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Two armed men have entered a restaurant in Barcelona and are reported to be holding hostages, following an attack in which a van was driven into a crowd, causing a number of injuries. Two people are reported to have been killed. Police say they are "terrorist attacks".


African press review 10 March 2016

media DR

Presidents and their deputies in Uganda and South Africa come under the spotlight in the African press this morning. And there's grim news on youth unemployment in Kenya and a promise of compensation to white farmers in Zimbabwe.

In Uganda, President Yoweri Museveni has answered fraud claims by defeated presidential candidate Amama Mbabazi.

According to the front page of the Kampala-based Daily Monitor, Museveni, who was elected for a fifth time with 61 per cent of votes cast in last month's poll, categorically states that no illegal practices and/or offences were committed by himself personally or through his agents and supporters with his knowledge and consent or approval.

The president further denies providing hoes to the voters of West Nile to encourage them to support him.

The Monitor also reports that suspected burglars broke into the offices of two of Amama Mbabazi’s lawyers in the wee hours of Tuesday night and made off with computers and the 2016 presidential election petition case files.

The US ambassador to Uganda Scott H DeLisi has called for an official investigation of the theft.

A separate story in the Monitor reports that nine lecturers from the law faculty at Makerere University yesterday joined the presidential election petition challenging the reelection of Museveni.

Kenya, east Africa’s biggest economy, holds the dubious distinction of being the country with the largest number of unemployed youth in the region, according to a World Bank report. This story is on the front page of regional paper The East African.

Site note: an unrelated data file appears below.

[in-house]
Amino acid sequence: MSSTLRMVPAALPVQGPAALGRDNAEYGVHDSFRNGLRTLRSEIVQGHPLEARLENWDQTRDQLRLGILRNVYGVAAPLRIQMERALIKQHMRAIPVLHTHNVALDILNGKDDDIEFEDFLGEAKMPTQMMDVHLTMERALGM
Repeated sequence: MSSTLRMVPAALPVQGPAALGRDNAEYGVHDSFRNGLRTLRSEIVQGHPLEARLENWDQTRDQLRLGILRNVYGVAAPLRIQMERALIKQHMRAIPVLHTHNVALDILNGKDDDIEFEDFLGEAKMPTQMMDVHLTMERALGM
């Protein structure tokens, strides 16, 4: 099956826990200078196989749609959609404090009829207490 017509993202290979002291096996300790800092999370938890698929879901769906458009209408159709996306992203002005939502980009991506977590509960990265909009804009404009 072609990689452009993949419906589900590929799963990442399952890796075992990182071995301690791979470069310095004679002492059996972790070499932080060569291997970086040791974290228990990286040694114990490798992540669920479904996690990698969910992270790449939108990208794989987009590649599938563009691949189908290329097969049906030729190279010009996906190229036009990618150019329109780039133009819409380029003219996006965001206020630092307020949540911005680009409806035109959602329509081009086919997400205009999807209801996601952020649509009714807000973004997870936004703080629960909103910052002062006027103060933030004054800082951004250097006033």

The report says unemployment in Kenya, four times that of the neighbouring Uganda and Tanzania, is among the highest in the world.

One in five Kenyan youths of working age has no job compared to Uganda and Tanzania where the figure is closer to one in 20.

The World Bank lead economist for Kenya Apurva Sanghi says that, aside from the government providing a conducive business climate for private companies to thrive and create jobs, Kenya must funnel more resources towards developing its human capital to boost productivity.

South Africa faces a further ratings downgrade from the international agency Moody's.

According to the Johannesburg-based financial paper BusinessDay, Finance Minister Pravin Gordhan and other government leaders will have to announce concrete plans to avert such a step.

Until recently Moody’s has been the most upbeat of the rating agencies but said yesterday it would downgrade if it was not convinced that debt could be managed, or found evidence of further shocks to economic growth.

Spending restraint by government and reforms intended to boost economic growth are concerns for Moody's analysts.

A one notch downgrade would put Moody’s rating in line with that of Fitch and Standard & Poor’s, both of which currently rate South Africa just one level above junk status.

South African deputy president Cyril Ramaphosa triggered a row in the National Council of Provinces yesterday when he refused to answer any questions about the Marikana commission of inquiry, insisting the matter was before the courts.

Economic Freedom Fighters council member Leigh-Ann Mathys asked Ramaphosa what action the government had taken with regard to the Marikana massacre in which 41 striking mineworkers lost their lives and why only police officers were the targets of investigation and not himself and the then police minister.

Ramaphosa responded that the government was working on what action needed to be taken to implement the recommendations of the commission and then said, "there is a summons against me and the matter is in litigation. It would be inappropriate for me to make any further comment."

Zimbabwe is planning to start compensating mainly white farmers who lost their land and livelihoods during state-backed farm invasions that began in 2000, the finance ministry said in a circular yesterday.

Farmers may be compensated for "both land and improvements", as well as equipment acquired by the state during the often-violent seizure of property, according to the document submitted to parliament on Tuesday. If approved by the government, it would mark a major shift in policy.

President Robert Mugabe previously said payments would be made only for investments in infrastructure such as dams, roads and buildings on seized farms.

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